As an avid diver and someone who has lived and travelled in the Caribbean for almost two years, I’ve done my fair share of diving in these waters. The coral and sea life in this region is astounding, with brilliantly colored soft corals, large fish and mammal species, plus plenty of turtles and invertebrates as well. Diving in the Caribbean is a treat for anyone who enjoys the scuba lifestyle! In this article I’ll share with you 5 of my favourite, lesser-known dive sites in the Caribbean (so far).
1. The Bianca C, Grenada
Grenada itself is a yet to be discovered scuba mecca and the country’s unexplored charm above the water, transcends below the surface – there is simply nobody around! Grenada’s world-class dive sites are almost always empty, and the Bianca C is no exception.
This sunken gem is definitely one of the country’s best dive sites and was even listed as one of the “top ten” best wreck sites worldwide by several diving magazines. The ship is justifiably known as the ‘Titanic of the Caribbean’ due to its sheer size and underwater presence. The Bianca C has few rivals in the realms of warm water wreck diving.
The enormous 180 metre long (600 foot) Cruise Liner sank in 1961 and sits upright on its keel in 50 metres (165 feet) of water. Visibility can range from 15 – 25 meters (50 – 82 feet), though during my dives here I was limited to the lower end of this spectrum. It doesn’t matter though, because even a glimpse of the Bianca C in all of her sunken glory is worth the trip to Grenada.
Note: Most dive shops are situated on Grand Anse Beach in Grenada. If you are staying outside of this area, it’s worth renting a car to avoid waiting for public transport. Check out Alamo.com for up to 20% discounts in Latin America & The Caribbean. Also contact us for awesome discounts on diving with the best shop on the island, Dive Grenada!
2. Christ Of The Abyss on Ambergris Caye, Belize
This dive site is named for the sunken statue of Jesus at around 15 meters below the surface, but for me, the real highlight was the abundance of sharks swimming around the reef. For the entire dive, I was followed by four or five nurse sharks and two reef sharks who kept returning to pay me a visit. I could watch sharks for hours, so to have them following our group around for such a long period of time really made this an outstanding experience for me.
I dove with Belize Pro Dive Shop on Ambergris Caye and they weren’t feeding any of the sharks which was great. The sharks seemed naturally curious as they swam in and out of the many coral caves that made up the colourful seafloor.
3. Manchones Reef on Isla Mujeres, Mexico
Diving off of the coast of one of Mexico’s most funky islands, Isla Mujeres (Island of Women), was a wonderful experience. Manchones Reef is in a marine protected area and the dive sites there are teeming with sea life. During my dives in the area, I saw turtles, sharks, eagle rays and giant eels. I went with Squalo Adventures and they were professional, eco-minded and safety oriented.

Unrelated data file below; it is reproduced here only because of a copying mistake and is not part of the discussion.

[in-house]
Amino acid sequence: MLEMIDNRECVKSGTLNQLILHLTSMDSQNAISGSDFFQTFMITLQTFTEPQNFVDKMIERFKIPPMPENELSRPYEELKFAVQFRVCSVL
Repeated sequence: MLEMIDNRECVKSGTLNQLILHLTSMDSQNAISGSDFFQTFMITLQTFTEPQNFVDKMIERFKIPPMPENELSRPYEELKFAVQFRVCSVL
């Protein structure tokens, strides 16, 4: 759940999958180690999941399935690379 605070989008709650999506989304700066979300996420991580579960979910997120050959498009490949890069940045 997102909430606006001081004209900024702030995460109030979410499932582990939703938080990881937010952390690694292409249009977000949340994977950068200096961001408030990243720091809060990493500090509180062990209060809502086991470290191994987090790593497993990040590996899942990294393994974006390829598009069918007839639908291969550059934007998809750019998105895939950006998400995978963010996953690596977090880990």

I find that any time I get the opportunity to dive at protected sites, I notice a remarkable abundance of fish life. At Manchones, our dive group was constantly surrounded by huge schools of snapper and barracuda!
4. Robyn’s Reef on Bequia Island, SVG
St. Vincent and the Grenadines is a small archipelago nation just a few kilometers north of Grenada and like their neighbour to the south, the diving on these islands is relatively undiscovered.
I spent 8 days on Bequia Island and in that time I went on 5 dives with Dive Bequia. I was impressed with all of my dives in the area, but my favourite was the drift site of Robyn’s Reef, where our group casually floated over a garden of impossibly vibrant corals. I hovered over blue coral vases and occasionally found large crabs and lobsters hiding in their darkened cauldrons.
I always love a drift dive because it means that I don’t have to waste my energy (or air) paddling to move around. The coral on this dive was especially bright and healthy and I would love to return to do more dives around St. Vincent & The Grenadines (particularly around The Tobago Cayes).
5. Cayo Jutias, Cuba
This was the only dive I ended up doing in Cuba, but I would love to return to do more one day. Cayo Jutias itself was a beautiful little island fringed by white sand beaches, mangrove forests and healthy coral.
Unfortunately, all dive shops in Cuba are state-run and I didn’t have the best experience with the dive shop there. The instructors were surprisingly impolite and insisted on feeding the fish even when I requested that they didn’t (I was the only customer on the dive).
But aside from the actual dive shop, the scuba diving was great. The many coral reefs that were broken up by deep sand bottom canyons were very fun to explore. I spotted some rays, an octopus and some grass eels poking their head up from the sand.
When I return to Cuba for more diving, I’d love to try the more popular live aboard trip to Jardines de la Reina and hopefully I’ll have better experiences with the dive shop staff!
What Are Your Favourite Caribbean Dive Sites?
Please share with me in the comments below. Hopefully I’ll be able to test them out for myself in the coming years and write about them on Goats on The Road. Thanks for reading!
This article was brought to you by Alamo however, all thoughts and opinions remain my own.
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